GIALLO, ARGENTO, DE PALMA, KUBRICK, BRIGHT COLORS
Alice Lowe discusses her directorial debut, the horror comedy Prevenge, with iNews' Alex Watson, mentioning several of her horror influences:
The perpetually hard-working Lowe is no stranger to either the small or silver screens (you may remember her from Garth Marenghi’s Darkplace and Hot Fuzz) and has many writing credits in both TV comedy and film, but Prevenge is her directorial debut.
Part of Lowe’s accomplished start in this field comes from her strong grasp of what inspires her, both visually and atmospherically.
“I think there’s a mixture of lots of different influences in Prevenge. There’s a lot of Giallo horror, which is like Dario Argento’s work, and even Brian De Palma was quite inspired by that sort of Italian horror as well, with all the bright colours. Also, Kubrick.
“I wanted to use really bright colours, I didn’t want it to be pastel.”
Last October, Lowe talked to Entertainment Weekly's Clark Collis about De Palma's Carrie, mentioning color again:
Lowe is a huge horror movie fan, who is drawn to family-oriented terror tales with female protagonists, like Rosemary’s Baby or Brian De Palma’s 1976 Stephen King adaptation, Carrie, which stars Sissy Spacek as an unpopular high school student who develops telekinetic powers.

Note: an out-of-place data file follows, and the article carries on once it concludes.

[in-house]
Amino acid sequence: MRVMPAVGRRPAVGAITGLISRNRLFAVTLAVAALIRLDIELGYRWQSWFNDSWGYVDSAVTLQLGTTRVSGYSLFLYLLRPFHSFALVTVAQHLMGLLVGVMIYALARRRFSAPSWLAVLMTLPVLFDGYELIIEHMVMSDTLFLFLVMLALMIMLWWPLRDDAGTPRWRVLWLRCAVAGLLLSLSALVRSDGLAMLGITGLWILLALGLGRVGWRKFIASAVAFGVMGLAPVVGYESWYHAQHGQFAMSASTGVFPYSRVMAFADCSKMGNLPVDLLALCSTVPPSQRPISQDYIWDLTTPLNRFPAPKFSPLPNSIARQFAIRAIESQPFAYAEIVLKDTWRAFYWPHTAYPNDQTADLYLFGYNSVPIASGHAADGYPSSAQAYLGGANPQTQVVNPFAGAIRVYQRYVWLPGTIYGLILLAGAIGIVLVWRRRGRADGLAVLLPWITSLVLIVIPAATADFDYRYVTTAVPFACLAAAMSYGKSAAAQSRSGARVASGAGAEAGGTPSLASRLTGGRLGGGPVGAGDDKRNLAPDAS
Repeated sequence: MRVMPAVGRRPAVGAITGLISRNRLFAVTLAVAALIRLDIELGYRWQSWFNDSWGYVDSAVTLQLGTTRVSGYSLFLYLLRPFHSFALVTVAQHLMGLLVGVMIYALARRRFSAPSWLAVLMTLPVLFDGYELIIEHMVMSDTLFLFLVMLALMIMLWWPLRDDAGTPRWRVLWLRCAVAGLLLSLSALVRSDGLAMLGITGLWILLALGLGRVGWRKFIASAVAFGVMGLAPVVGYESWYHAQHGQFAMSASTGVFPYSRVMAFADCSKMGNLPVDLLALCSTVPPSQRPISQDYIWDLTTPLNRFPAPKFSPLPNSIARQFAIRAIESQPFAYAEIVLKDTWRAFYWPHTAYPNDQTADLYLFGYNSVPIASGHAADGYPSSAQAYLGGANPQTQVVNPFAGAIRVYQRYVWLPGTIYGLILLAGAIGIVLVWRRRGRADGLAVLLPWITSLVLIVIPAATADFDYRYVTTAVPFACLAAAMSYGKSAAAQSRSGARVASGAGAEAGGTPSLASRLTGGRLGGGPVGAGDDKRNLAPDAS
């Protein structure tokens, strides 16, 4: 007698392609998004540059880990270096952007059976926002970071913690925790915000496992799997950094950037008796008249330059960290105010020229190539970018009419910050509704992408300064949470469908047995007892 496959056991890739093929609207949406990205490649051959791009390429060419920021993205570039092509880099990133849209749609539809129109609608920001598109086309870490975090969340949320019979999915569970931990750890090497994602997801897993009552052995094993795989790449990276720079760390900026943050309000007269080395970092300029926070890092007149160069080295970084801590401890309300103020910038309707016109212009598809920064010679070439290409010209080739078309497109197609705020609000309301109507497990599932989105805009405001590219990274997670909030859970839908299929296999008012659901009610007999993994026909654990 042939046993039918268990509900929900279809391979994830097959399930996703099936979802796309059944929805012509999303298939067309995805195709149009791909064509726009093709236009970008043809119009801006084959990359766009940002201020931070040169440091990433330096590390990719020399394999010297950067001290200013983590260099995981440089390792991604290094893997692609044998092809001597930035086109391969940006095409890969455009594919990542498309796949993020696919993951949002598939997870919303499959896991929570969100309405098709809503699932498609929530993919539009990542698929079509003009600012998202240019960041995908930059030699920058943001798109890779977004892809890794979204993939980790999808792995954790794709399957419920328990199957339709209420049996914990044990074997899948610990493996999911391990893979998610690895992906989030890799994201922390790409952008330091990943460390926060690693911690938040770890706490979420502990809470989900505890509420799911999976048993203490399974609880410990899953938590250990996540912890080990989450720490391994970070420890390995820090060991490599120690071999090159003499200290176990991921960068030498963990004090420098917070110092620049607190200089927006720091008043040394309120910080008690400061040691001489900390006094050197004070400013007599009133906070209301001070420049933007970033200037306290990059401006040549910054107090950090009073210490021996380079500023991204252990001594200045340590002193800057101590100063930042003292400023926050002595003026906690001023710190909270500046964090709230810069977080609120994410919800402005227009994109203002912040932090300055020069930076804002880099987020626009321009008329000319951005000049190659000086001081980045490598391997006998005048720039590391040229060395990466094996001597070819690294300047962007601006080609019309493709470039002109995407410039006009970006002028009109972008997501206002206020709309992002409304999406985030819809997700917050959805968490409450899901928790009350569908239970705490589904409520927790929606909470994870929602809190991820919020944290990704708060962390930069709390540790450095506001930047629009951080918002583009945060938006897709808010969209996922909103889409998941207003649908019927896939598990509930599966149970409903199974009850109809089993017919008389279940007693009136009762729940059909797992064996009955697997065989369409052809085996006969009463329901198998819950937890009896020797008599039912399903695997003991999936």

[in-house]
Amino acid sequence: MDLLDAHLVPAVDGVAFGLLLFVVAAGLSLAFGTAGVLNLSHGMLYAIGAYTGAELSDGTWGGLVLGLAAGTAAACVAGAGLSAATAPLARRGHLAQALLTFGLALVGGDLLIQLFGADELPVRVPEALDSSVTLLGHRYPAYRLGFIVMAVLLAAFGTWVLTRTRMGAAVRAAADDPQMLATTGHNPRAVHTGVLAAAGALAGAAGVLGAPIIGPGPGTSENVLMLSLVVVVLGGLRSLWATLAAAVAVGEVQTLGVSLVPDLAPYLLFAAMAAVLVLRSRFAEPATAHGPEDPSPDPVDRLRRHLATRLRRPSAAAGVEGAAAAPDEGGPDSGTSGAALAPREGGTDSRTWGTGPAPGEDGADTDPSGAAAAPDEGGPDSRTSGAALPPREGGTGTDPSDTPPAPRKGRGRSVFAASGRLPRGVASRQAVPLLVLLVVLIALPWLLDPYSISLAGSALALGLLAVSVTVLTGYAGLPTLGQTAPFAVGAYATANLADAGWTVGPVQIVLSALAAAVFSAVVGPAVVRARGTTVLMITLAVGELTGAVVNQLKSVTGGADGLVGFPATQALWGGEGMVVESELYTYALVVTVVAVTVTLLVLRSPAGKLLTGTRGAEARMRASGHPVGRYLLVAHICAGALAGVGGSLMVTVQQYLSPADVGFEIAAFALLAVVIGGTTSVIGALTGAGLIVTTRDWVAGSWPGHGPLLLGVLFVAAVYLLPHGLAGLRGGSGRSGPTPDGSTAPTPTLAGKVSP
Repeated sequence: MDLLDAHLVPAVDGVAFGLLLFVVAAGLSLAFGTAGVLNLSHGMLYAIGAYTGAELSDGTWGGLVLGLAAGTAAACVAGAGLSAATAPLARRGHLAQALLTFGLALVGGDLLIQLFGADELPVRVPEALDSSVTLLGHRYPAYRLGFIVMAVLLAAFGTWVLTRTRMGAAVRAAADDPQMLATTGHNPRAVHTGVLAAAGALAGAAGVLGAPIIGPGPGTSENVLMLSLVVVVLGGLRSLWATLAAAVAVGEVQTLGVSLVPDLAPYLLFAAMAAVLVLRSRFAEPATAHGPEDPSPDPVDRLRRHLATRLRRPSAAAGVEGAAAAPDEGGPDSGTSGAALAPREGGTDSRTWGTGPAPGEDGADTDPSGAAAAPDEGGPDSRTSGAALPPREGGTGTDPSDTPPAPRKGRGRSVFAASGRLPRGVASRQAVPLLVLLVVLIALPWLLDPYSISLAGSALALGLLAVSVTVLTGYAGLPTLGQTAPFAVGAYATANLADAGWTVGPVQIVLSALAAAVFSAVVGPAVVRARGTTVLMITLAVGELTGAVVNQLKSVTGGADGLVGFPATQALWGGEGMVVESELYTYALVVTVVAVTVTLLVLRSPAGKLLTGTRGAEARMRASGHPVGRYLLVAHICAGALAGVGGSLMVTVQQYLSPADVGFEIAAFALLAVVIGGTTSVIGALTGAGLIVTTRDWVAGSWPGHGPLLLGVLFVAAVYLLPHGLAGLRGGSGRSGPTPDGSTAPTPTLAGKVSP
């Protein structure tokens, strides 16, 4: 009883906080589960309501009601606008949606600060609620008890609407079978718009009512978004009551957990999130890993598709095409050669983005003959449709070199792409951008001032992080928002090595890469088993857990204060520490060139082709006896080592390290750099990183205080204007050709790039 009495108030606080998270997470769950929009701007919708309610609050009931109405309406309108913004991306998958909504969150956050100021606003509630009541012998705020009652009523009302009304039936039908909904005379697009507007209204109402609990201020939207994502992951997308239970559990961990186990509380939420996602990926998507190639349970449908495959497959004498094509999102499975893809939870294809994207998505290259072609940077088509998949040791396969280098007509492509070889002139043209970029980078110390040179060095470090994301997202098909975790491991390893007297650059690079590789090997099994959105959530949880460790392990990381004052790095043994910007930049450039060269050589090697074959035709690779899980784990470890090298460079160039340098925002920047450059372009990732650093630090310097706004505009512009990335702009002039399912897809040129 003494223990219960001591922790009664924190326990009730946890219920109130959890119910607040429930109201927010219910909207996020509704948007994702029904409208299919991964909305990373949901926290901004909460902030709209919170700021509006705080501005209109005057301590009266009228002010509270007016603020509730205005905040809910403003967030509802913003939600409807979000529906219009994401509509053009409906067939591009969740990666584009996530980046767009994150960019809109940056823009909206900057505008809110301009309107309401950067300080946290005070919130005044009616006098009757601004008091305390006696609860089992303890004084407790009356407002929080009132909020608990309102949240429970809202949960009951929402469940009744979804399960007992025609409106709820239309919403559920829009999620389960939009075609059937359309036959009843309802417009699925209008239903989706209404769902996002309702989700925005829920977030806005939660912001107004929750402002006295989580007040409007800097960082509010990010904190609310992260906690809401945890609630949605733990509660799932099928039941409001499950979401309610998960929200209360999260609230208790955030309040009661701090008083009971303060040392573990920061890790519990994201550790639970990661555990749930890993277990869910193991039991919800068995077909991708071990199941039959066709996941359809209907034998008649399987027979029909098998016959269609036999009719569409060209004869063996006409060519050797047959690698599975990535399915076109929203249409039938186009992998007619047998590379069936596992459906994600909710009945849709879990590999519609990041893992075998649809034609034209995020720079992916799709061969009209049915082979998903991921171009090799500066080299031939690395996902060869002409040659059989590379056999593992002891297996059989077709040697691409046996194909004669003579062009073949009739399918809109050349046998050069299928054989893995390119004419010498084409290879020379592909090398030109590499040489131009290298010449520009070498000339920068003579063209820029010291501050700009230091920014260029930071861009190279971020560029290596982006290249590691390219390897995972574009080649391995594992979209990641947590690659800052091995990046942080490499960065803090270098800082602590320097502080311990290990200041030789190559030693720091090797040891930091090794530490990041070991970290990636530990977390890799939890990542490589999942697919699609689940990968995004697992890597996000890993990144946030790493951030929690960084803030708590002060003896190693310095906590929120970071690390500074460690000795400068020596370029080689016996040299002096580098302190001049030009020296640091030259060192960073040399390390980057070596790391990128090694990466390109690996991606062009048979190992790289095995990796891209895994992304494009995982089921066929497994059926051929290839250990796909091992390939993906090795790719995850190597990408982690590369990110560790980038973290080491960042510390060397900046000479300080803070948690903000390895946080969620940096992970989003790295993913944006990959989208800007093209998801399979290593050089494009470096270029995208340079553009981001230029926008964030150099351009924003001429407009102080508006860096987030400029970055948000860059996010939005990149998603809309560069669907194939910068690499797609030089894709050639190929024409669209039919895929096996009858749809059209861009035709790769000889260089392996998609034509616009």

“I think everyone identifies with her character,” says the actress. “I really like the idea of an underdog character going through this transformation where they take power. I also think the reason it’s so rewatchable is, every time you watch it, you are hoping there’s a different ending, you’re really hoping that she just kisses the boy, and is the pageant queen, or whatever. It just doesn’t work that way. I think it’s unique. She is the killer but she has our sympathy. She is also a victim to her mother’s insanity. It’s like a female Psycho in some ways. I love Brian De Palma, I love color in film. That was one of the things that I really wanted to do with Prevenge, was make sure it was an assault of the sense, that it’s about color and vividness — rather than the passion at the moment for sort of grey-blue-black horror. That was, for me, the experience of pregnancy, that it’s kind of a vivid experience. It’s not at all about pastel pinks. It’s all about bright, intense experiences, and revulsions, and strange shifts in your emotions.”